August 30 in history

August 30, 2010

On August 30:

1363 Beginning date of the Battle of Lake Poyang; the forces of two Chinese rebel leaders— Chen Youliang and Zhu Yuanzhang—were pitted against each other in what is one of the largest naval battles in history, during the last decade of the ailing, Mongol-led Yuan Dynasty.


1574  Guru Ram Das became the Fourth Sikh Guru/Master.


1590  Tokugawa Ieyasu entered Edo Castle.


1720 Samuel Whitbread, English brewer, was born (d. 1796).


1791 HMS Pandora sank after running aground on a reef the previous day.


1797 Mary Wollstonecraft Shelley, English writer, was born (d. 1851).

Half-length portrait of a woman wearing a black dress sitting on a red sofa. Her dress is off the shoulder, exposing her shoulders. The brush strokes are broad. 

1799 Capture of the entire Dutch fleet by British forces under the command of Sir Ralph Abercromby and Admiral Sir Charles Mitchell during the Second Coalition of the French Revolutionary Wars.

1800 Gabriel Prosser led a slave rebellion in Richmond, Virginia.

North american slave revolts.png

1813  Battle of Kulm: French forces defeated by Austrian-Prussian-Russian alliance.

 Battle of Kulm by Kotsebu.jpg

1813  Creek War: Creek Red Sticks carried out the Fort Mims Massacre.

Massacre at Fort Mims.jpg

1835 Melbourne was founded.


1836 The city of Houston was founded by Augustus Chapman Allen and John Kirby Allen.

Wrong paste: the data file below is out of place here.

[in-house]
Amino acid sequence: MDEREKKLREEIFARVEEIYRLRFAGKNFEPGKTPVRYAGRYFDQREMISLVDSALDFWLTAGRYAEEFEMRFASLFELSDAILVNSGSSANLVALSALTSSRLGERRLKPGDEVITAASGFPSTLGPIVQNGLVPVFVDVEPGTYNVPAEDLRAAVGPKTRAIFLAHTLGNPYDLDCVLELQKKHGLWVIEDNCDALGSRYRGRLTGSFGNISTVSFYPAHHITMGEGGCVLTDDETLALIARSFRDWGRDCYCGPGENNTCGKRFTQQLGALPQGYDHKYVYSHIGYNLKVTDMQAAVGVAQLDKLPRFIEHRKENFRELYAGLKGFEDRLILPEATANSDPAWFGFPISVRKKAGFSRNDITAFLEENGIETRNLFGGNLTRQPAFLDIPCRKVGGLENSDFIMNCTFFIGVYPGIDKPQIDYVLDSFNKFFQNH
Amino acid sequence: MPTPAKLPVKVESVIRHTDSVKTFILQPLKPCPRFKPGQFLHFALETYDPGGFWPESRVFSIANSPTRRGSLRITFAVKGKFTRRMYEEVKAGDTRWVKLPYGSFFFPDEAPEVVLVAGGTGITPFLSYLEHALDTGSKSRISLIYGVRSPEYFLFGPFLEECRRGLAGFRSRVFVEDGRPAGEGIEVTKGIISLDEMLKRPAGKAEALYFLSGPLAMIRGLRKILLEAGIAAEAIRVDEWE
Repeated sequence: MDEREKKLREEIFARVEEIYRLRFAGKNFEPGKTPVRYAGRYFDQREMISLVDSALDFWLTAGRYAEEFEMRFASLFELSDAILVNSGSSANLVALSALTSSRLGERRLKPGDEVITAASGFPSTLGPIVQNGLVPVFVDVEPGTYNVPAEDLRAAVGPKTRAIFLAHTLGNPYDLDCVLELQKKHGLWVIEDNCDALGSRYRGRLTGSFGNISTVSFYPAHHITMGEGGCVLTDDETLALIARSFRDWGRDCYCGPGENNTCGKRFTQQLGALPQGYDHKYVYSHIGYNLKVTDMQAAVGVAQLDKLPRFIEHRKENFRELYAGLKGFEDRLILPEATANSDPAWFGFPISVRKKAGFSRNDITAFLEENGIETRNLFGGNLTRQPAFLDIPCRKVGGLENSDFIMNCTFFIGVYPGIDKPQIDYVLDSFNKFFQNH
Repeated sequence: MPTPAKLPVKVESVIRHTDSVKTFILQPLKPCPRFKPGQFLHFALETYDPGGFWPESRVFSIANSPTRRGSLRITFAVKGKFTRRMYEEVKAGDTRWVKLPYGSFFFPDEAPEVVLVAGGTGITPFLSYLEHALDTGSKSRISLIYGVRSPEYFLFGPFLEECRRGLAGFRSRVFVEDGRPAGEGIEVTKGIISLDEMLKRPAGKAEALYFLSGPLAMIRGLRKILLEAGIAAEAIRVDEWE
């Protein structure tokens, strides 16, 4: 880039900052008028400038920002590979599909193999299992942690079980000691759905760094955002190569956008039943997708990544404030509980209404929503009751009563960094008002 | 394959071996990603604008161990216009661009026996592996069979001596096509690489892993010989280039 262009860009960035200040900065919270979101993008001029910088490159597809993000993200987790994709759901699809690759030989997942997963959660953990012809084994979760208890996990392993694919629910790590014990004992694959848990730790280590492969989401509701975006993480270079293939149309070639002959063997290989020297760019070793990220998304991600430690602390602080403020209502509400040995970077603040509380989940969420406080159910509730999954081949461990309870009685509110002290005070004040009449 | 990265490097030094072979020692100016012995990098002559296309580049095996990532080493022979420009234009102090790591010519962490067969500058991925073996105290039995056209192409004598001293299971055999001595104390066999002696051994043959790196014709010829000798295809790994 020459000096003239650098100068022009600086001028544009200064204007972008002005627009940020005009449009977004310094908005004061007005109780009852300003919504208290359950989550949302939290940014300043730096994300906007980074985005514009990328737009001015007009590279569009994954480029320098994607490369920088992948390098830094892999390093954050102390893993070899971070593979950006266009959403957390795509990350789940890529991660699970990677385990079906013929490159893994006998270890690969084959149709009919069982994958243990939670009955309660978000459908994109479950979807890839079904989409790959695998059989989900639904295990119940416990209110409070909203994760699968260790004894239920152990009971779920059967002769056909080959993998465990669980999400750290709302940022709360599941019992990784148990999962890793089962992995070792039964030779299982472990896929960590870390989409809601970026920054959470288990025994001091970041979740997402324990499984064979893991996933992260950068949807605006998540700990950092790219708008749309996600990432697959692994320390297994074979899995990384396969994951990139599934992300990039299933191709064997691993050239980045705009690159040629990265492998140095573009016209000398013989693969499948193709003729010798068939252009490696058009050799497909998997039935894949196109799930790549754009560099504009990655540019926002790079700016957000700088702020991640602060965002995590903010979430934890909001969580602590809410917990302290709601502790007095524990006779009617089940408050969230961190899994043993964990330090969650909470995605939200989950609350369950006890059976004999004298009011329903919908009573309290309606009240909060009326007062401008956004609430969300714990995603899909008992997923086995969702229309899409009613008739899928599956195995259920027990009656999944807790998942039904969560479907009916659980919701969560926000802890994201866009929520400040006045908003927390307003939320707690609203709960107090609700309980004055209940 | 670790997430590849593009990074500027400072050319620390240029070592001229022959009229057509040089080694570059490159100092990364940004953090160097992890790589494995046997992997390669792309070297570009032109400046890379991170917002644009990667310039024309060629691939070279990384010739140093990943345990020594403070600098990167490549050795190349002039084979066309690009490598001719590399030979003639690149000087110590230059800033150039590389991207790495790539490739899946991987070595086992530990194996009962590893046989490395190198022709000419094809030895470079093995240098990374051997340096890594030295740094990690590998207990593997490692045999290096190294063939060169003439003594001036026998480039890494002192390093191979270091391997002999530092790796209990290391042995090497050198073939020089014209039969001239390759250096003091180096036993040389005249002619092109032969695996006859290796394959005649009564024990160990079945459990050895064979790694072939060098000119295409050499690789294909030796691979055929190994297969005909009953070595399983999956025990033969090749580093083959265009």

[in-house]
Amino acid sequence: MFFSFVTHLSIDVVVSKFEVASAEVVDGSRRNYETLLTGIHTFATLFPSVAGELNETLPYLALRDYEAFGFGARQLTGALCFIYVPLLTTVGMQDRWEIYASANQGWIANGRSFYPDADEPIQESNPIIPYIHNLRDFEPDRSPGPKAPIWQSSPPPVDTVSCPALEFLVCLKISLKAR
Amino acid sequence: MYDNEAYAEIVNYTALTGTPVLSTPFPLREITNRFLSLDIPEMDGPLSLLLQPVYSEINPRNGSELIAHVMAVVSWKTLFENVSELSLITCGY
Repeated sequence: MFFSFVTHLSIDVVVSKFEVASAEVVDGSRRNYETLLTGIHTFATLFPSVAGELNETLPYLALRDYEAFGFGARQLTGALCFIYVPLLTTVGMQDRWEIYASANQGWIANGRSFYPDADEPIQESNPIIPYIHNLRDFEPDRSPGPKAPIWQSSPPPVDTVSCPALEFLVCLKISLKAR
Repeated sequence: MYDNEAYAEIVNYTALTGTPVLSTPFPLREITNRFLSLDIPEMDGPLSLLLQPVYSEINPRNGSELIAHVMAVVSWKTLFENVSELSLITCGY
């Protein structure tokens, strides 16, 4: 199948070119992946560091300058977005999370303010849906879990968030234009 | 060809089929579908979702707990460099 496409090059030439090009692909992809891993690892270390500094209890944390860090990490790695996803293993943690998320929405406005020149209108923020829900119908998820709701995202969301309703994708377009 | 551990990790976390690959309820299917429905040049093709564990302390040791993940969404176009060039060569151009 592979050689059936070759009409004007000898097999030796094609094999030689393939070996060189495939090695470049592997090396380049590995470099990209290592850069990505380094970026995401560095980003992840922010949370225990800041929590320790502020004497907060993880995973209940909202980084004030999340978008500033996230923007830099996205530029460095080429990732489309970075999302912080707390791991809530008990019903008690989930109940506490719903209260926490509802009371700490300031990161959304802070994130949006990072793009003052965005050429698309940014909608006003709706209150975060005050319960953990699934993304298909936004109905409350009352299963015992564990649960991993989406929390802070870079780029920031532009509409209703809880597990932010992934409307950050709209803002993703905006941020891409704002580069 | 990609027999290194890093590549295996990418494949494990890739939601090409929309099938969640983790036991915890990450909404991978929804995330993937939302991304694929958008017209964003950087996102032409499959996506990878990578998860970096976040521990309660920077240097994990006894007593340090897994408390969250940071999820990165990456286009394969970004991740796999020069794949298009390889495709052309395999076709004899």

1862  American Civil War: Battle of Richmond: Confederates under Edmund Kirby Smith routed a Union army under General Horatio Wright.

1862 – American Civil War: Union forces were defeated in Second Battle of Bull Run.

1871 Ernest Rutherford, New Zealand-born Nobel Prize in Chemistry laureate, was born(d. 1937).

1873Austrian explorers Julius von Payer and Karl Weyprecht discover the archipelago of Franz Joseph Land in the Arctic Sea.

1903 Guide Joseph Warbrick and three tourists were killed instantly when Roturua’s Waimangu geyser erupted unexpectedly.

Four killed by Rotorua geyser

1908 Fred MacMurray, American actor, was born (d. 1991).

1909  Burgess Shale fossils discovered by Charles Doolittle Walcott.

Marrella, the most abundant Burgess Shale organism.

1912 Nancy Wake AC GM, New Zealand-born World War II secret agent, was born.

Nancy Wake (1945).jpg

1914  Battle of Tannenberg.

Russian prisoners tannenberg.jpg

1918  Fanny Kaplan shot and seriously injured Bolshevik leader Vladimir Lenin.


1922 Battle of Dumlupinar, final battle in Greco-Turkish War (1919-1922).


1930 Warren Buffett, American entrepreneur, was born.


1935 John Phillips, American singer/songwriter (The Mamas & the Papas), was born (d. 2001).

1942  World War II: Battle of Alam Halfa began.


1943 Jean-Claude Killy, French skier, was born.

1945 Hong Kong was liberated from Japan by British Armed Forces.

1945 – Supreme Commander of the Allied Forces, General Douglas MacArthur landed at Atsugi Air Force Base.

1946 Peggy Lipton, American actress, was born.

1951 Dana, Irish singer and politician, was born.

Dana - All Kinds of Everything.jpg

1956 Lake Pontchartrain Causeway opened.


1962  Japan conducted a test of the NAMC YS-11, its first aircraft since the war and its only successful commercial aircraft.


1963 Hotline between the leaders of the U.S.A. and the Soviet Union went into operation.

1967  Thurgood Marshall was confirmed as the first African American Justice of the United States Supreme Court.


1972  Cameron Diaz, American actress, was born.

1974  A BelgradeDortmund express train derailed at the main train station in Zagreb killing 153 passengers.

1974 – A powerful bomb exploded at the Mitsubishi Heavy Industries headquarters in Marunouchi, Tokyo – 8 killed, 378 injured.

1984   The Space Shuttle Discovery took off on its maiden voyage.

Space Shuttle Discovery

1995NATO launches Operation Deliberate Force against Bosnian Serb forces.

Sourced from NZ History Online & Wikipedia